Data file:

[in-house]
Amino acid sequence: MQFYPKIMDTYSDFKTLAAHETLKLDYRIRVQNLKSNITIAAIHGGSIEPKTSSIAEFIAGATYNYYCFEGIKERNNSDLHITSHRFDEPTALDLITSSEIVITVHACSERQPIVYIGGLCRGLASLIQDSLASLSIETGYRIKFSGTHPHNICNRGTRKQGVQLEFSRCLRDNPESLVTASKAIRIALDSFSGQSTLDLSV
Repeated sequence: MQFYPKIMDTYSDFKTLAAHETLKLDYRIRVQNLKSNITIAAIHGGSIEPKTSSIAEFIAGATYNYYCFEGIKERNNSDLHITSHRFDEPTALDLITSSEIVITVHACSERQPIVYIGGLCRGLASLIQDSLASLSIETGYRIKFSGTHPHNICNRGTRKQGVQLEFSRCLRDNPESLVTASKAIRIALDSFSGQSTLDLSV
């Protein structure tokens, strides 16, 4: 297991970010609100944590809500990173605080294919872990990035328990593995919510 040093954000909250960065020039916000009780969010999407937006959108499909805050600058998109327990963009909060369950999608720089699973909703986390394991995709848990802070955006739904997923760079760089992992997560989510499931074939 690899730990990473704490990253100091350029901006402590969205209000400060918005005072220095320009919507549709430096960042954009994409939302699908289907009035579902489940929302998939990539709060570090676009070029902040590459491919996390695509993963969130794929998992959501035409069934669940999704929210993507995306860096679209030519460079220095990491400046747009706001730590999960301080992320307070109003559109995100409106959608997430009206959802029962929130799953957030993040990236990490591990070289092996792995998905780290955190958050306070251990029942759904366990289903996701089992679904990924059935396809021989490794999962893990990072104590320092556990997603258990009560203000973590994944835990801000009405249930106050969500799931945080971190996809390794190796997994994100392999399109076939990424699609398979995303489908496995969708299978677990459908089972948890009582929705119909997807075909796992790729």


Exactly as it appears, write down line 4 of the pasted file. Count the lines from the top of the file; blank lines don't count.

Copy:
């Protein structure tokens, strides 16, 4: 297991970010609100944590809500990173605080294919872990990035328990593995919510 040093954000909250960065020039916000009780969010999407937006959108499909805050600058998109327990963009909060369950999608720089699973909703986390394991995709848990802070955006739904997923760079760089992992997560989510499931074939 690899730990990473704490990253100091350029901006402590969205209000400060918005005072220095320009919507549709430096960042954009994409939302699908289907009035579902489940929302998939990539709060570090676009070029902040590459491919996390695509993963969130794929998992959501035409069934669940999704929210993507995306860096679209030519460079220095990491400046747009706001730590999960301080992320307070109003559109995100409106959608997430009206959802029962929130799953957030993040990236990490591990070289092996792995998905780290955190958050306070251990029942759904366990289903996701089992679904990924059935396809021989490794999962893990990072104590320092556990997603258990009560203000973590994944835990801000009405249930106050969500799931945080971190996809390794190796997994994100392999399109076939990424699609398979995303489908496995969708299978677990459908089972948890009582929705119909997807075909796992790729």